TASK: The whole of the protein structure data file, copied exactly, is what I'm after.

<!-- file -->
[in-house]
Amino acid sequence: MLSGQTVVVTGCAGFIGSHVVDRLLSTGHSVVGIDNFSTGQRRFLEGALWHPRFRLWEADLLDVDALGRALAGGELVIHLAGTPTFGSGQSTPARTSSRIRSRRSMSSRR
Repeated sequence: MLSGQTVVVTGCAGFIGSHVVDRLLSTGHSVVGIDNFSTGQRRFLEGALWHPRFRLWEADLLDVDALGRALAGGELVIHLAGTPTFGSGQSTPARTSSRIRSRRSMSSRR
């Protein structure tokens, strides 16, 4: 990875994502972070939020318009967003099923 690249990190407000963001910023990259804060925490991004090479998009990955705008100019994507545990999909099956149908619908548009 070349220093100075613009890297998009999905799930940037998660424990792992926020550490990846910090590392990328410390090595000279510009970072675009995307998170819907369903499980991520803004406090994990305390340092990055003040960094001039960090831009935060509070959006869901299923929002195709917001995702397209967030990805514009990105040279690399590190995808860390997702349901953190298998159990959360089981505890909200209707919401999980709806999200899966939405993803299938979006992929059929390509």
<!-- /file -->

[in-house]
Amino acid sequence: MLSGQTVVVTGCAGFIGSHVVDRLLSTGHSVVGIDNFSTGQRRFLEGALWHPRFRLWEADLLDVDALGRALAGGELVIHLAGTPTFGSGQSTPARTSSRIRSRRSMSSRR
Repeated sequence: MLSGQTVVVTGCAGFIGSHVVDRLLSTGHSVVGIDNFSTGQRRFLEGALWHPRFRLWEADLLDVDALGRALAGGELVIHLAGTPTFGSGQSTPARTSSRIRSRRSMSSRR
């Protein structure tokens, strides 16, 4: 990875994502972070939020318009967003099923 690249990190407000963001910023990259804060925490991004090479998009990955705008100019994507545990999909099956149908619908548009 070349220093100075613009890297998009999905799930940037998660424990792992926020550490990846910090590392990328410390090595000279510009970072675009995307998170819907369903499980991520803004406090994990305390340092990055003040960094001039960090831009935060509070959006869901299923929002195709917001995702397209967030990805514009990105040279690399590190995808860390997702349901953190298998159990959360089981505890909200209707919401999980709806999200899966939405993803299938979006992929059929390509």